An Electron Beam Ion Source for the Relativistic Heavy Ion Collider (RHIC EBIS) was commissioned at Brookhaven in September 2010 and since then it routinely supplies ions for RHIC and NASA Space Radiation Laboratory (NSRL) as the main source of highly charged ions from Helium to Uranium. Using three external primary ion sources for 1+ injection into the EBIS and an electrostatic injection beam line, ion species at the EBIS exit can be switched in 0.2 s. A total of 16 different ion species have been produced to date. The length and the capacity of the ion trap have been increased by 20% by extending the trap by two more drift tubes, compared with the original design. The fraction of Au{sup 32+} in the EBIS Au spectrum is approximately 12% for 70-80% electron beam neutralization and 8 pulses operation in a 5 Hertz train and 4-5 s super cycle. For single pulse per super cycle operation and 25% electron beam neutralization, the EBIS achieves the theoretical Au{sup 32+} fractional output of 18%. Long term stability has been very good with availability of the beam from RHIC EBIS during 2012 and 2014 RHIC runs approximately 99.8%.

  7. Transverse profile of the electron beam for the RHIC electron lenses

    NASA Astrophysics Data System (ADS)

    Gu, X.; Altinbas, Z.; Costanzo, M.; Fischer, W.; Gassner, D. M.; Hock, J.; Luo, Y.; Miller, T.; Tan, Y.; Thieberger, P.; Montag, C.; Pikin, A. I.

    2015-10-01

    The transverse profile of the electron beam plays a very important role in assuring the success of the electron lens beam-beam compensation, as well as its application in space charge compensation. To compensate for the beam-beam effect in the Relativistic Heavy Ion Collider (RHIC) at Brookhaven National Laboratory, we recently installed and commissioned two electron lenses. In this paper, we describe, via theory and simulations using the code Parmela, the evolution of the density of the electron beam with space charge within an electron lens from the gun to the main solenoid. Our theoretical analysis shows that the change in the beam transverse density is dominated by the effects of the space charge induced longitudinal velocity reduction, not by those of transverse Coulomb collisions. We detail the transverse profile of RHIC electron-lens beam, measured via the YAG screen and pinhole detector, and also describe its profile that we assessed from the signal of the electron-backscatter detector (eBSD) via scanning the electron beam with respect to the RHIC beam. We verified, in simulations and experiments, that the distribution of the transverse electron beam is Gaussian throughout its propagation in the RHIC electron lens.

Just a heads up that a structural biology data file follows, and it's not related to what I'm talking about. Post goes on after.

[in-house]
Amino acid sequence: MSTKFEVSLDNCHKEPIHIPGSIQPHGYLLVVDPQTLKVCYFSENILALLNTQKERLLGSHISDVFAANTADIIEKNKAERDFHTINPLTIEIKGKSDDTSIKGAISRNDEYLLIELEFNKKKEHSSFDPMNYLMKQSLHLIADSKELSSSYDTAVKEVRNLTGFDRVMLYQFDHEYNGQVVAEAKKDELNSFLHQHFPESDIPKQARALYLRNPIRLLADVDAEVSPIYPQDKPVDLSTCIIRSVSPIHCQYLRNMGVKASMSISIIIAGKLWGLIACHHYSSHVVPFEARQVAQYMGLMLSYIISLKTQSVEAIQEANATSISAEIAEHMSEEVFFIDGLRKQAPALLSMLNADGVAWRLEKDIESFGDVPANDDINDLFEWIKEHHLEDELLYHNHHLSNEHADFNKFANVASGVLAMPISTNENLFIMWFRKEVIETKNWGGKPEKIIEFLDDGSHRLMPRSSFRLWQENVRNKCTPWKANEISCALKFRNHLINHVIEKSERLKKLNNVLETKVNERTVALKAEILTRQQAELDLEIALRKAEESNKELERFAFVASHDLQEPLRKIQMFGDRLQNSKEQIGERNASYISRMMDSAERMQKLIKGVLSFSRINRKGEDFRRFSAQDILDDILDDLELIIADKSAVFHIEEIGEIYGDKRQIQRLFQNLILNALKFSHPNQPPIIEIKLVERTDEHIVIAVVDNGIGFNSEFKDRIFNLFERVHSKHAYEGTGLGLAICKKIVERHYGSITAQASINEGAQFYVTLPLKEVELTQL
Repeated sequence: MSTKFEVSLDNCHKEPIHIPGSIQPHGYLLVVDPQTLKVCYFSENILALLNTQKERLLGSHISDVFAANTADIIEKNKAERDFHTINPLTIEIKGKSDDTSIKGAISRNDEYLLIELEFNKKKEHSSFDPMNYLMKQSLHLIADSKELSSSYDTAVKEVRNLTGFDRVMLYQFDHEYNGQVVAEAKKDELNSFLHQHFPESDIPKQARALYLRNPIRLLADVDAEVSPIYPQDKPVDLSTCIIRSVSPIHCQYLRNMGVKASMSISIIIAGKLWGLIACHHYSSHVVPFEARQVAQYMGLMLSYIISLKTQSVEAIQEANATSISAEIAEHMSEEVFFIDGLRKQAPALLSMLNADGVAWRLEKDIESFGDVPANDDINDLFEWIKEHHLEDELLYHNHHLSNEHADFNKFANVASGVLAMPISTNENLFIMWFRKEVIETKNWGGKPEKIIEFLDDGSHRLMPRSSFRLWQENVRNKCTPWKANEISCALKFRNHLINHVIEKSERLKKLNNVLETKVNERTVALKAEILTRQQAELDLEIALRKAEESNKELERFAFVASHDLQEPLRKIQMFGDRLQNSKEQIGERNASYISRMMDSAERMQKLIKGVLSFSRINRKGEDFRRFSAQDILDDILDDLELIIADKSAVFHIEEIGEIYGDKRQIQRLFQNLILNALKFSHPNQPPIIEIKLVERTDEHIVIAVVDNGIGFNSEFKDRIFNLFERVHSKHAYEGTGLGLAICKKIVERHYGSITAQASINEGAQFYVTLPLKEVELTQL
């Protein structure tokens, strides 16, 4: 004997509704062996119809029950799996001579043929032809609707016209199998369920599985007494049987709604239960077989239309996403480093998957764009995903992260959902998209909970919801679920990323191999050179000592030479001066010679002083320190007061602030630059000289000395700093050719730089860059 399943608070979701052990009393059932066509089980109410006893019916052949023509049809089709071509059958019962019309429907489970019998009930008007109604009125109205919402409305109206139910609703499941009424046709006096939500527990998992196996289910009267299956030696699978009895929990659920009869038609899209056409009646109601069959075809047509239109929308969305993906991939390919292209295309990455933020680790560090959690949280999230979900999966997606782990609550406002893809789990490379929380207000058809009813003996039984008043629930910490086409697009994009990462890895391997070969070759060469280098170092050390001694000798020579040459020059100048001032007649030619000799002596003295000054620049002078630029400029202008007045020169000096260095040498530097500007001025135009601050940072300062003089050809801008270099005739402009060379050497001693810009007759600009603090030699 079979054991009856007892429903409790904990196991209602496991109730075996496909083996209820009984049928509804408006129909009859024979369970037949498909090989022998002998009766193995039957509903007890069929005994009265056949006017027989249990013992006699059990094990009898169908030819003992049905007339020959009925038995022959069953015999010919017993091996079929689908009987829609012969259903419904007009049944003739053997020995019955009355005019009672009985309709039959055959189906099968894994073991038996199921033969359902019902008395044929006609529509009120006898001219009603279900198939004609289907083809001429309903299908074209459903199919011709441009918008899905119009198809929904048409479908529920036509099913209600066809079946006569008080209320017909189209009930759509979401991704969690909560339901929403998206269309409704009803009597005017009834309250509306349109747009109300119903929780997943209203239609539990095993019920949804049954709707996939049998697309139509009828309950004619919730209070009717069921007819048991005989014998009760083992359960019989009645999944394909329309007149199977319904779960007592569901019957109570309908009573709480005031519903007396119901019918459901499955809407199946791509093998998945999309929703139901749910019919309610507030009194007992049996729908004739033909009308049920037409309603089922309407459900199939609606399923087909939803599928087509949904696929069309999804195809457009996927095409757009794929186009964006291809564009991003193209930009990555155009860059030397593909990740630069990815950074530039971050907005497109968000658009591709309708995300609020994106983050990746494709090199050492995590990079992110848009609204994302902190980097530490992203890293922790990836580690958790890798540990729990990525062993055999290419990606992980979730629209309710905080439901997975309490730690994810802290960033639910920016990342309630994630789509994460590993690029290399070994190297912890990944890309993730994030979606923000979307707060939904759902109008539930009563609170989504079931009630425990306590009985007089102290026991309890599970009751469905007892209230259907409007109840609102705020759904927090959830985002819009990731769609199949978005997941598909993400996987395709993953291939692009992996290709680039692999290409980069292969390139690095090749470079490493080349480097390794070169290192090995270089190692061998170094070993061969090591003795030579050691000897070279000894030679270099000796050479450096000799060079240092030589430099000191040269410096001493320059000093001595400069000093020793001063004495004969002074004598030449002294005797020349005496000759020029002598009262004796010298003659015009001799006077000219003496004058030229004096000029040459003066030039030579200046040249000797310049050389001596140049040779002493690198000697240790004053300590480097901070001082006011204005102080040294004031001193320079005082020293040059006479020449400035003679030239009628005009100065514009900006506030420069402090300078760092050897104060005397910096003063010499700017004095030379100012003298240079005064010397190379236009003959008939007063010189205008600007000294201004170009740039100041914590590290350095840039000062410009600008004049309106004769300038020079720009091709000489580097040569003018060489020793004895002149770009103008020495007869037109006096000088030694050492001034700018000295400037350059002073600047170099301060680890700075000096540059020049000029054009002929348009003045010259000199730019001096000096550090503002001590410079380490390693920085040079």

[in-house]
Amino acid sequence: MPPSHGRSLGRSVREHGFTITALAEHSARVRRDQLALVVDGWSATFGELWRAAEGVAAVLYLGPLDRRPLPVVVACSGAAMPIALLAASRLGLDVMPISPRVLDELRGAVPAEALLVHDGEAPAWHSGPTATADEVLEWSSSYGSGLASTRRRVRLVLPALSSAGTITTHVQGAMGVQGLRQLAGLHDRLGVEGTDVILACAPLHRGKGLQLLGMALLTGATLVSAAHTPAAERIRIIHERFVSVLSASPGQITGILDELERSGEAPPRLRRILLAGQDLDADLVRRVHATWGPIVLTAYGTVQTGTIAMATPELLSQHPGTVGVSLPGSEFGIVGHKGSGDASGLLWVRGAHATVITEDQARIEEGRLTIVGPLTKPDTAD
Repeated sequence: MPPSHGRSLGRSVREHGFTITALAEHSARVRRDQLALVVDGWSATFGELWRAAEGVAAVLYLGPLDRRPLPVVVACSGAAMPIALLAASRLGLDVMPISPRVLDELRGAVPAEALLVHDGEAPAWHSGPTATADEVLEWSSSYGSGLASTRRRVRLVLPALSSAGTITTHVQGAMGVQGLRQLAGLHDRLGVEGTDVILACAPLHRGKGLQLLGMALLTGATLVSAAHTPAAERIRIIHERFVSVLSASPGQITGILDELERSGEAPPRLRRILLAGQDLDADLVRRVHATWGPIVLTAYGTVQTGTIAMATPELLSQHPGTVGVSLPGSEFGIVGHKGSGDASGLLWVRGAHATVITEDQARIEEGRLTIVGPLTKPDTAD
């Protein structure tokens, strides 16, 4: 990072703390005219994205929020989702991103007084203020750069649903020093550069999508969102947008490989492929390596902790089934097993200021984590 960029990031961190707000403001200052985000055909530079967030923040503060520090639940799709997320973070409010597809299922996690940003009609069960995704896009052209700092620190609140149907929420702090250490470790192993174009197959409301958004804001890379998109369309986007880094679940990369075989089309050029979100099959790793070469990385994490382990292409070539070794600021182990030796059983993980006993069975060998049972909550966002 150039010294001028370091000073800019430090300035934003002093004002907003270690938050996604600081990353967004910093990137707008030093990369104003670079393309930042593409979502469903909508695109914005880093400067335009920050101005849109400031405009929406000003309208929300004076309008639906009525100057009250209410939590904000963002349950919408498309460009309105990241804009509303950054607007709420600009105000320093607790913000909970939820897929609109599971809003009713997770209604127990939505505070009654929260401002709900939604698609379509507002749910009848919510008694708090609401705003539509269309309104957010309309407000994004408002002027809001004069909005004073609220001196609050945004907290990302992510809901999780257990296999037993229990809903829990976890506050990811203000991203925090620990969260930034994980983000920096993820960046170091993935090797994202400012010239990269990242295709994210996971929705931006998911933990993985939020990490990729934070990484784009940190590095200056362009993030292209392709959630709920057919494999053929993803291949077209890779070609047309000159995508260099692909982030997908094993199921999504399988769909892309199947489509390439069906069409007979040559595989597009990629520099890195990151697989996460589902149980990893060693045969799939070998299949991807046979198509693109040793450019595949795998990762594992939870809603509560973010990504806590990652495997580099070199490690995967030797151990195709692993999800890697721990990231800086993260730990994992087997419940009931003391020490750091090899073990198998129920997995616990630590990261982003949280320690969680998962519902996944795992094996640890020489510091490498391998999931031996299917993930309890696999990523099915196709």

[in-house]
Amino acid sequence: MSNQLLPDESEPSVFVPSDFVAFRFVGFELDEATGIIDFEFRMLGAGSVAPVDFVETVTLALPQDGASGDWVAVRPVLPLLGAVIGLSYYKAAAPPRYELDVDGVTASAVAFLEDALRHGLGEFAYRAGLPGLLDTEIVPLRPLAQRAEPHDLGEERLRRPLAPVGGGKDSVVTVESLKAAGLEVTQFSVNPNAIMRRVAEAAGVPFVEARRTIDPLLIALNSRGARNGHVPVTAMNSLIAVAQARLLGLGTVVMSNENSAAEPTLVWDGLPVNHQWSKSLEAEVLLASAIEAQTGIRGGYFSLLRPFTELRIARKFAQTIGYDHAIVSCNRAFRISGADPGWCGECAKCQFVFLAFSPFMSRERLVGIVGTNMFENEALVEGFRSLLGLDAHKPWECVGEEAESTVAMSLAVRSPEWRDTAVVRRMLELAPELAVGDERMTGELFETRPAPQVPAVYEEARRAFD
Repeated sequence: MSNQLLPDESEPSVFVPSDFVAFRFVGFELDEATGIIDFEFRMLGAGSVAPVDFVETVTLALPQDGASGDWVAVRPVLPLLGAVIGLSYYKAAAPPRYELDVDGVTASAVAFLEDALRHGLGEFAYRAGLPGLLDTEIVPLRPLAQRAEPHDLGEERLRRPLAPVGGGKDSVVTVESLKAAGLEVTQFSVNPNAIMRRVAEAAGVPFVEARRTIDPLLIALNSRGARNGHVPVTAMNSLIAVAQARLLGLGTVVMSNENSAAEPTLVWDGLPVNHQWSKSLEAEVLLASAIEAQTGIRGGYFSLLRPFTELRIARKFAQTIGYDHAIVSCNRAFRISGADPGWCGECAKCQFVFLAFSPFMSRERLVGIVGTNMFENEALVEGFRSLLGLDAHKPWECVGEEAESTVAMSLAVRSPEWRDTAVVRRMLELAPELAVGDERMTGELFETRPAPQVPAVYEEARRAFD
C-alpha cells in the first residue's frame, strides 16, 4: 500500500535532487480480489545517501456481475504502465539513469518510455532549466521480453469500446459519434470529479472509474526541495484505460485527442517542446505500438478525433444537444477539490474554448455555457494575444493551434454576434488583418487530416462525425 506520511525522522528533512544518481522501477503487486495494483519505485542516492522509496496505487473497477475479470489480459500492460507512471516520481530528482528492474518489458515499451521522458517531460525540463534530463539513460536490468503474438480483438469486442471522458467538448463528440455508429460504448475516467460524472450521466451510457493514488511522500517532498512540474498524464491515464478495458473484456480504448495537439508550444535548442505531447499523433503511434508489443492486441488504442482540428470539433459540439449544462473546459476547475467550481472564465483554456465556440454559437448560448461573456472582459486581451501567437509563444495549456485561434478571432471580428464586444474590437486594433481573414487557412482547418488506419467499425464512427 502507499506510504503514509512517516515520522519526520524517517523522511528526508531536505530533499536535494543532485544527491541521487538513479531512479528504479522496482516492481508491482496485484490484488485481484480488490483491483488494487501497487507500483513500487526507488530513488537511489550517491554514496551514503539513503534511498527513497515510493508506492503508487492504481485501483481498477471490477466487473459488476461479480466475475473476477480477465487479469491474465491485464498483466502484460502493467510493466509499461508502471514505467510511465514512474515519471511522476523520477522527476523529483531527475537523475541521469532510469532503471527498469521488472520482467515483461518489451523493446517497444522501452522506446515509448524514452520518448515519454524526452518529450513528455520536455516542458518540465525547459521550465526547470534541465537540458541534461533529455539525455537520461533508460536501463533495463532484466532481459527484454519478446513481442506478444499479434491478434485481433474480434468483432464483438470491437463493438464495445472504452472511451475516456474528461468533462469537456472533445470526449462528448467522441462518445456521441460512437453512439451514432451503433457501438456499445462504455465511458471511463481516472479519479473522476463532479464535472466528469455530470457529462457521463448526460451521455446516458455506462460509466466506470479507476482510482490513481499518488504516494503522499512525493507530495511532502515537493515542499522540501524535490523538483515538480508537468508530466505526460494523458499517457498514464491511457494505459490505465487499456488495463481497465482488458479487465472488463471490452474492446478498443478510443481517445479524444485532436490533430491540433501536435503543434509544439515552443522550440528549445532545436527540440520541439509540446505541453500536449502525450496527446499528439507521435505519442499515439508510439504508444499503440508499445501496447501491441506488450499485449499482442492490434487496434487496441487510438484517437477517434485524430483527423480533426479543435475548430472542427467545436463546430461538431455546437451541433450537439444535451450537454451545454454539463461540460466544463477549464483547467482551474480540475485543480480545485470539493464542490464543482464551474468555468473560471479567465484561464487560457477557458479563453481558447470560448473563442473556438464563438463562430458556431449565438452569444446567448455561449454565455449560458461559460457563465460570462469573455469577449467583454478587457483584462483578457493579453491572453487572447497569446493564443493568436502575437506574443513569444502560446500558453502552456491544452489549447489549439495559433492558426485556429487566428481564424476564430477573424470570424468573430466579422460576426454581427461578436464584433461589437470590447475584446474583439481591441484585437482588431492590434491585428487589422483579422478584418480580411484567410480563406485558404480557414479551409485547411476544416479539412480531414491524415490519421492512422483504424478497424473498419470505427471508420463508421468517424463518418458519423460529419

8. Reliable operation of the Brookhaven EBIS for highly charged ion production for RHIC and NSRL

    NASA Astrophysics Data System (ADS)

    Beebe, E.; Alessi, J.; Binello, S.; Kanesue, T.; McCafferty, D.; Morris, J.; Okamura, M.; Pikin, A.; Ritter, J.; Schoepfer, R.

    2015-01-01

    An Electron Beam Ion Source for the Relativistic Heavy Ion Collider (RHIC EBIS) was commissioned at Brookhaven in September 2010 and since then it routinely supplies ions for RHIC and NASA Space Radiation Laboratory (NSRL) as the main source of highly charged ions from Helium to Uranium. Using three external primary ion sources for 1+ injection into the EBIS and an electrostatic injection beam line, ion species at the EBIS exit can be switched in 0.2 s. A total of 16 different ion species have been produced to date. The length and the capacity of the ion trap have been increased by 20% by extending the trap by two more drift tubes, compared with the original design. The fraction of Au32+ in the EBIS Au spectrum is approximately 12% for 70-80% electron beam neutralization and 8 pulses operation in a 5 Hertz train and 4-5 s super cycle. For single pulse per super cycle operation and 25% electron beam neutralization, the EBIS achieves the theoretical Au32+ fractional output of 18%. Long term stability has been very good with availability of the beam from RHIC EBIS during 2012 and 2014 RHIC runs approximately 99.8%.

  9. LHeC and eRHIC

    SciTech Connect

    Litvinenko,V.

    2009-07-16